Making the Grades
Honesty gets a bad rap in The Invention of Lying. It really has very little to do with telling the truth. Instead, it’s defined as a continuous battery of uncensored, nasty comments aimed at everyone else. There is no flattery, no fiction and no deceit in this world, as well as no regard for anyone’s feelings.
Apparently people have learned to live with the maliciousness. In fact, they seem to expect an onslaught of brutal observations about their weight, physical appearance, chances of success and social status. But they aren’t happy.
Among the most miserable is Mark Bellison (Ricky Gervais). He has just lost his job at a film studio, realized his mother (Fionnula Flanagan) is about to die and been threatened with eviction from his apartment. Going to the bank to draw out the last of his funds, he is suddenly struck with the ability to lie. Since dishonesty doesn’t even have a name in the society where he lives, the bank teller (Ashlie Atkinson) immediately assumes the computer is wrong and hands to Mark the $800 he requested.
Though he doesn’t know what to call it, the unemployed screenwriter is giddy with his newfound power and begins a spree of fibbing (much of which is portrayed in a positive or comedic fashion) that takes advantage of his innocent fellow citizens.
Love is also absent in this town a line of reasoning in the movie that suggests deceit is a big part of successful romantic encounters. People marry and procreate based on finding the best genetic pairing (or as this script also implies, as a means of destroying the happiness of others). Hence, if you are chubby, unsuccessful and snub-nosed like Mark and his friends (Jonah Hill and Louis C.K.), you are destined to be unlucky in love. However, that doesn’t stop Mark from being attracted to the beautiful Anna McDoogle (Jennifer Garner), even after she lets him know exactly how she feels about him on their first date.
The final subjects lumped together as lies by the film’s screenwriters, Ricky Gervais and Matthew Robinson, are advertising and religion. In a portrayal that mocks the beliefs of the spiritual community, Mark manufactures what he considers to be his biggest and best mendacity ever. At the bedside of his dying mother, he attempts to relieve her fears about the unknown by "creating" an afterlife. The story spreads like wildfire through the streets and Mark takes on the role of prophet and spiritual leader, as well as consummate swindler.
The concept behind this one-joke comedy is brilliant, yet the execution and editing often feel clunky and contrived. Many of the supporting actors thrive in their roles, including Jennifer Garner as the guileless girlfriend and veteran actor Jeffrey Tambor who plays Mark’s boss. Even as the big man struggles to summon enough gumption to fire his floundering employee, honesty compels him to let Mark know of his upcoming dismissal. Gervais, on the other hand, reverts to the same bumbling, self-indulgent character he plays in Night at the Museum and Ghost Town.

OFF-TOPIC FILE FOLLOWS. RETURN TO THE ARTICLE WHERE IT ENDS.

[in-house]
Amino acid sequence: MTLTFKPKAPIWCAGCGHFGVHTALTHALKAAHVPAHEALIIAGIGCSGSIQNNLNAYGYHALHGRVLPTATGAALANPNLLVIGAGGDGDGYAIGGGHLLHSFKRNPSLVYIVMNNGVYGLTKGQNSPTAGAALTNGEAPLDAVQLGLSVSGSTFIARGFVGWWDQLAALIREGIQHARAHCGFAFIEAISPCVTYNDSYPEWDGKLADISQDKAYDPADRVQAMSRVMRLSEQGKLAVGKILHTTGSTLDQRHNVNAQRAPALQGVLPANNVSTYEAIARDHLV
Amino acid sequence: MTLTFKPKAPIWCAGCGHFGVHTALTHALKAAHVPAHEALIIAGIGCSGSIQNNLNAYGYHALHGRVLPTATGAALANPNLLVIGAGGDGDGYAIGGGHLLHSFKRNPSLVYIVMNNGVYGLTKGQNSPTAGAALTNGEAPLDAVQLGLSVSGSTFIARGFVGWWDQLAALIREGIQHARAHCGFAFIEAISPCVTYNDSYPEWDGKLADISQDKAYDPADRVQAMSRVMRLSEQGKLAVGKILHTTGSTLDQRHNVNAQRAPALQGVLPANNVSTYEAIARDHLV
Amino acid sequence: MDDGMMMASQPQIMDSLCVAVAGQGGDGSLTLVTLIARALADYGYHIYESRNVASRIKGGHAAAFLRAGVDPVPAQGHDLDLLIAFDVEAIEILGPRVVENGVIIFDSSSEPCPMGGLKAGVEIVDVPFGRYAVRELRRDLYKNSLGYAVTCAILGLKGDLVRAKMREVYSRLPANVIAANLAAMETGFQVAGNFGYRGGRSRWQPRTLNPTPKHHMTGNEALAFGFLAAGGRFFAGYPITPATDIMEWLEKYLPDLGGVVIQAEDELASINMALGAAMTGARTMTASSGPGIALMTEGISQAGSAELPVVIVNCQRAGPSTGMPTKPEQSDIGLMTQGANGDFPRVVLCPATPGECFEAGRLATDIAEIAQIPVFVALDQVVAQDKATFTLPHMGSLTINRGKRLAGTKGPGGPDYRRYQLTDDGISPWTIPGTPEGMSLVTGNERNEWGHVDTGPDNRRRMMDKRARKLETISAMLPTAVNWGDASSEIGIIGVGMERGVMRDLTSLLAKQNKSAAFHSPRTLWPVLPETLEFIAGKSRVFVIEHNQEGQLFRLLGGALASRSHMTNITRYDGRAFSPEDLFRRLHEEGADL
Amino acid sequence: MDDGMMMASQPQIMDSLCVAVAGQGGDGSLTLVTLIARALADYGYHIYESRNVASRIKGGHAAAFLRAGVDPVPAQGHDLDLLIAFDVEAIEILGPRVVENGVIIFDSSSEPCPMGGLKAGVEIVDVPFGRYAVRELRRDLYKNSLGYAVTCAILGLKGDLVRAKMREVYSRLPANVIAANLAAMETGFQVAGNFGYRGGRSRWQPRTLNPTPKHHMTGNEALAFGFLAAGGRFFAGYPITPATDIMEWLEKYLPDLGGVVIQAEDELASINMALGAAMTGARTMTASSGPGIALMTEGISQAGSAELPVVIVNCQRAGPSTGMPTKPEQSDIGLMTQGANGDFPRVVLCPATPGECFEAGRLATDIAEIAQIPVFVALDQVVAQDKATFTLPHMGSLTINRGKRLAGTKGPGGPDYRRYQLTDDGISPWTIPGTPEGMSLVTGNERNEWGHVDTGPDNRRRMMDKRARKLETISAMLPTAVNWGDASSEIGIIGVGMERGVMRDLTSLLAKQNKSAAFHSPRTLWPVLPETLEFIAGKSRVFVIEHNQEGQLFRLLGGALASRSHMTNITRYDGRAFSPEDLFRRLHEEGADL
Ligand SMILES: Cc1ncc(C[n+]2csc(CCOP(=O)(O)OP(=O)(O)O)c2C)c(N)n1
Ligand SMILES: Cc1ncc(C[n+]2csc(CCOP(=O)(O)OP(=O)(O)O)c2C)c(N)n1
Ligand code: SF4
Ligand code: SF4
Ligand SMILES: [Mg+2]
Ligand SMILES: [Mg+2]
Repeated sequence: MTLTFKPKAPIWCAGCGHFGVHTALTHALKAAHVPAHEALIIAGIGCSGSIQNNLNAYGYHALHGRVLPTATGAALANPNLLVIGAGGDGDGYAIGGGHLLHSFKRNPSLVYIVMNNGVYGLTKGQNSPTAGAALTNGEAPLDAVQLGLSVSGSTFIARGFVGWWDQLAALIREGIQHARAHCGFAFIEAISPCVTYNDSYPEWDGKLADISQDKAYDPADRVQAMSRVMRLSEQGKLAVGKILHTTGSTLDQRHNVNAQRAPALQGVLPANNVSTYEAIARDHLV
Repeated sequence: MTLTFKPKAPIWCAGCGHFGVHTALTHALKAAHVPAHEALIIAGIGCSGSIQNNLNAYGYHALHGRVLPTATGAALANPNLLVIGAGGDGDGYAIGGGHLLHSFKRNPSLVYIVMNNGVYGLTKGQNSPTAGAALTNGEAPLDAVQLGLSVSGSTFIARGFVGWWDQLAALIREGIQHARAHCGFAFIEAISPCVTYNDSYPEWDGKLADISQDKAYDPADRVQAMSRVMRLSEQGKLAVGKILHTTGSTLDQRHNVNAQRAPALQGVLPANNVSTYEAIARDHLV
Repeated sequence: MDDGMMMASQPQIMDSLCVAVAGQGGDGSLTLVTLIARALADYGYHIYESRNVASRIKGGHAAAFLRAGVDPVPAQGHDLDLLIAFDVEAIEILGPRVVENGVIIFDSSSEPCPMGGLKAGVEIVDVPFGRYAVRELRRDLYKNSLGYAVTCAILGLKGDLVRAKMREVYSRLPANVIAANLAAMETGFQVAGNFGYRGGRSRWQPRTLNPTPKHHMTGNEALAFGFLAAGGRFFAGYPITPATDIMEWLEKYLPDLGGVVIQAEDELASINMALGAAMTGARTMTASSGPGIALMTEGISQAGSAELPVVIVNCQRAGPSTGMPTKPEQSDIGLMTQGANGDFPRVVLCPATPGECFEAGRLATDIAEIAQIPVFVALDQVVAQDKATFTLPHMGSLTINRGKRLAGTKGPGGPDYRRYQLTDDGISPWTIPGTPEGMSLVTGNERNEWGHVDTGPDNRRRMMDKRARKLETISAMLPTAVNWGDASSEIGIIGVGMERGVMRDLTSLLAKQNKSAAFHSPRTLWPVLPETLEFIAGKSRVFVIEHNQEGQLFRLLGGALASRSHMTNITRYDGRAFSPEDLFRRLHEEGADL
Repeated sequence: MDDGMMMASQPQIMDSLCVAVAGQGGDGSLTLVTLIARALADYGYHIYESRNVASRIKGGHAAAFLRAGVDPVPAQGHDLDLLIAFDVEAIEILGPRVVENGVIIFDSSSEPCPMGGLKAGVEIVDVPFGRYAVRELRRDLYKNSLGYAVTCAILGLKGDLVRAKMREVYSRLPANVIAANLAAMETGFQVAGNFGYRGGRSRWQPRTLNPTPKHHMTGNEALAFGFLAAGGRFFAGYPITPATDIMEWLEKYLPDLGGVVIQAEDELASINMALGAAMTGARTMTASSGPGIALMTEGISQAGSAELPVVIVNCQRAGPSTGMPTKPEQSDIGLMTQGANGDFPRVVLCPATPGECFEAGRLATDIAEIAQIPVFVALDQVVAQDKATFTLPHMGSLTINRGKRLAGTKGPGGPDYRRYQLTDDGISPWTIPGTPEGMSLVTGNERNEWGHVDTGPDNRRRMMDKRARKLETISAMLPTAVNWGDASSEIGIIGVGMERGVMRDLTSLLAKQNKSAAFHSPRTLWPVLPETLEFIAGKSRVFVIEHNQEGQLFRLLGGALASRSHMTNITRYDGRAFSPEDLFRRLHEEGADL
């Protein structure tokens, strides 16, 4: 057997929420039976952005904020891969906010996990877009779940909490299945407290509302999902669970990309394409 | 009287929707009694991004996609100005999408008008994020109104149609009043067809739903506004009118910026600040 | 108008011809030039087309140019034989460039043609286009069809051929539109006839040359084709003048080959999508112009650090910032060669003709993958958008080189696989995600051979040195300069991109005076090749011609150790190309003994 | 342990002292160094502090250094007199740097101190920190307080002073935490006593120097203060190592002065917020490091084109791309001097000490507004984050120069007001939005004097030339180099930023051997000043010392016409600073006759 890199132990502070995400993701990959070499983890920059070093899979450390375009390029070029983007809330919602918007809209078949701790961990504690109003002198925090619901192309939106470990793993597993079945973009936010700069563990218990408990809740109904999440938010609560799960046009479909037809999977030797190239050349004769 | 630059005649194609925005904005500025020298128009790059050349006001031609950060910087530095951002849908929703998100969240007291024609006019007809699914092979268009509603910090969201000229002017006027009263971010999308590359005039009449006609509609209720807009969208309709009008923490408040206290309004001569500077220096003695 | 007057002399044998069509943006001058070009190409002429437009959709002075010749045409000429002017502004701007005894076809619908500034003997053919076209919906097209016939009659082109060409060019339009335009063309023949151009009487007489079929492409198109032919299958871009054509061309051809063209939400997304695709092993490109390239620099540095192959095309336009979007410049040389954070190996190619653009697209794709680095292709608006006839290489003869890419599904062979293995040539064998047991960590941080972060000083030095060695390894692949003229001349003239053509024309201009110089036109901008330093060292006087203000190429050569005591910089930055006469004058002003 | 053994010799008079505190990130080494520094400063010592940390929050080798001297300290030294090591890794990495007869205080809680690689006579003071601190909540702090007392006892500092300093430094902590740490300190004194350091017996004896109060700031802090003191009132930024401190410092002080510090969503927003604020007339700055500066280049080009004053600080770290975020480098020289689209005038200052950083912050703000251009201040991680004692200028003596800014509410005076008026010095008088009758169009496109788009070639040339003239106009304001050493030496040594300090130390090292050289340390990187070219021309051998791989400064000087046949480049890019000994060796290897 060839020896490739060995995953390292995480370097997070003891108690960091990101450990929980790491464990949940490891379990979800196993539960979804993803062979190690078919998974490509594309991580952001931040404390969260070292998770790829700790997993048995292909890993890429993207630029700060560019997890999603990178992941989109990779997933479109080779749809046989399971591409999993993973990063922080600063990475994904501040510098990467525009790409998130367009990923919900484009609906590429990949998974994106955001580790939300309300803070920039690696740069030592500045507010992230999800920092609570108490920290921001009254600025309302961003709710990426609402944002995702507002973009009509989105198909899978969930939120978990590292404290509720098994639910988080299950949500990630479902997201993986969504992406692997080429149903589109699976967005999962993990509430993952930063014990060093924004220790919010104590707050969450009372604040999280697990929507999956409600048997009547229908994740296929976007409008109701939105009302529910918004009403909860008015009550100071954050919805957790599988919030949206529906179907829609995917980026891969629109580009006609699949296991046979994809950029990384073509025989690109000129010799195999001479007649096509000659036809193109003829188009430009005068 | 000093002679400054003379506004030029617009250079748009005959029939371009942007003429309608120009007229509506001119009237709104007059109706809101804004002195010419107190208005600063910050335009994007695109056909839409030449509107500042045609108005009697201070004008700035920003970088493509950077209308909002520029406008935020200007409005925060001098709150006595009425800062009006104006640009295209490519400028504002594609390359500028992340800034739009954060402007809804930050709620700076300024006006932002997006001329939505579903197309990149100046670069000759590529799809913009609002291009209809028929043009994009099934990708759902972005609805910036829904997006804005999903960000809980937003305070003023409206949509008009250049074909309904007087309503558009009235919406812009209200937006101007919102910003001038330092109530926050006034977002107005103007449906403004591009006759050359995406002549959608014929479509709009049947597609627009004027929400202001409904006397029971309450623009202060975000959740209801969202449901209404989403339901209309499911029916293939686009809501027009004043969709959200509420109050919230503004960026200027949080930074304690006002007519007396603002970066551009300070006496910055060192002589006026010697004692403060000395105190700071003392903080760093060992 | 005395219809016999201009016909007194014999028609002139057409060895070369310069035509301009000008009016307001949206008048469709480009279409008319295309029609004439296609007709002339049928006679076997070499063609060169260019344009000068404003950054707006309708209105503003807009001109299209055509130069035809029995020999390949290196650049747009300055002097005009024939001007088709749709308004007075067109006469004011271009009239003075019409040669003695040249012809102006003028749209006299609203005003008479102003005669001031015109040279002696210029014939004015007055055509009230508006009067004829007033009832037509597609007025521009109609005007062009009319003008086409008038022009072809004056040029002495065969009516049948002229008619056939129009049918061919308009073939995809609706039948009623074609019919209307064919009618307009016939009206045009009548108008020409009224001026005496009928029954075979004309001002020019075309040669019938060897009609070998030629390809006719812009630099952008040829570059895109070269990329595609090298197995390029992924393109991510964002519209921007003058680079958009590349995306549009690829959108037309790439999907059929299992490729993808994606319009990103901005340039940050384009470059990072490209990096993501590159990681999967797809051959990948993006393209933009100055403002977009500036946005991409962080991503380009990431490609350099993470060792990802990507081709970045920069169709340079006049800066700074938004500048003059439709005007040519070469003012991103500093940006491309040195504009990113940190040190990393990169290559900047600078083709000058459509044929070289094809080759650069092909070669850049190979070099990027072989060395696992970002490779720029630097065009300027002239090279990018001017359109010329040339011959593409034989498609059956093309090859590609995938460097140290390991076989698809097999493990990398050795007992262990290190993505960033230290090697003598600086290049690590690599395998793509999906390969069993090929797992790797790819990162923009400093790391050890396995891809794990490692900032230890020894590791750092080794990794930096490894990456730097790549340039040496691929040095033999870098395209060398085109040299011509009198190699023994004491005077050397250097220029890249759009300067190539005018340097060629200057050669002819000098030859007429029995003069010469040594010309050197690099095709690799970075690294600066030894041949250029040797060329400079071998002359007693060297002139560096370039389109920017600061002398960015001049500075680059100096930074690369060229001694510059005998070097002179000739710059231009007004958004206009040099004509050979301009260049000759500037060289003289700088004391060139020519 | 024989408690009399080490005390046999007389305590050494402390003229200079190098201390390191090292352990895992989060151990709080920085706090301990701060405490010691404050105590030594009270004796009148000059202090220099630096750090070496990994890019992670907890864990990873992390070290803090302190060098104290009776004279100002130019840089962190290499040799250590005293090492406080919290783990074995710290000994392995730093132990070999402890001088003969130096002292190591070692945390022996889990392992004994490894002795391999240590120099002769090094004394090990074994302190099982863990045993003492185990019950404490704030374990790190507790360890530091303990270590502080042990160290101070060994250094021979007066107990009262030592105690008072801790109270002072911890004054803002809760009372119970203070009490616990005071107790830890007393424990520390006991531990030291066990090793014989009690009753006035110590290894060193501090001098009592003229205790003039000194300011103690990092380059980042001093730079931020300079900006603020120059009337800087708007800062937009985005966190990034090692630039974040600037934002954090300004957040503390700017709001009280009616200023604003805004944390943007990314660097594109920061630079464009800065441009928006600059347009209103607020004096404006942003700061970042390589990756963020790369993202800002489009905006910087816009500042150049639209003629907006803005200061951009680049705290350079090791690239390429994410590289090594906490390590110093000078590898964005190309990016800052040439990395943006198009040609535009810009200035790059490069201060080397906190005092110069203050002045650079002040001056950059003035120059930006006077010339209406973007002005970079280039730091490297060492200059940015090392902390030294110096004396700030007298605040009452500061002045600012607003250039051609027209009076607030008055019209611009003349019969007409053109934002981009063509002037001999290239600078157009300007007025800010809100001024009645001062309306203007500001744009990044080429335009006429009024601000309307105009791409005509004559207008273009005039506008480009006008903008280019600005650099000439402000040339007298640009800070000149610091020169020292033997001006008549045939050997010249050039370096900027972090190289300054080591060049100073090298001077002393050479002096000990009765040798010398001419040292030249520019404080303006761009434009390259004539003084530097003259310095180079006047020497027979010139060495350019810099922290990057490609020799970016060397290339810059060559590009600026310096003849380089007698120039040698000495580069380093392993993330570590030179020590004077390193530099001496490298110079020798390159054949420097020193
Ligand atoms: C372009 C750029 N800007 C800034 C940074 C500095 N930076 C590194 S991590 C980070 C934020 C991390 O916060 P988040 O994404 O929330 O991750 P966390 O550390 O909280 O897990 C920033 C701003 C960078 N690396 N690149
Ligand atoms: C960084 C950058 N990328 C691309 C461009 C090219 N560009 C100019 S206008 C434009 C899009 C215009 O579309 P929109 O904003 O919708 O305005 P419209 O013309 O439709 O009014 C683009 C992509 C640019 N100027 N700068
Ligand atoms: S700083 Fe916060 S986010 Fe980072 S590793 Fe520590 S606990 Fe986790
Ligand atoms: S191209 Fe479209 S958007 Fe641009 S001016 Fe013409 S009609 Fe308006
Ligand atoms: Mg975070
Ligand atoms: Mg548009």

Despite their efforts, the writers seem unable to manipulate the plot enough to make either brutal honesty or unabashed lying look totally attractive. Rather, they sidestep the issue and choose instead to invent a world where restraint is considered dishonest, where faith is deemed to be a fabrication and where one man prospers at the expense of everyone else—including the woman he loves.
Discussion Ideas After The Movie
Teaching ideas and topics to discuss about The Invention of Lying.
Why do the screenwriters appear to equate tact or diplomacy with dishonesty? Does complete honesty mean expressing every thought that comes into a person’s head, even if it is unkind? Do you consider social niceties to be lies?
What does the Coke ad in this film have to say about total truth in advertising? How might marketing campaigns be different if they had to be completely forthright? Would you want to live in a world where fiction (either in books or movies) was not allowed?
Once Mark is able to lie, he can see beyond the outward appearance of people and discover their inner strengths. Does that ability have anything to do with honesty? Or is it more of a perception or sensitivity issue?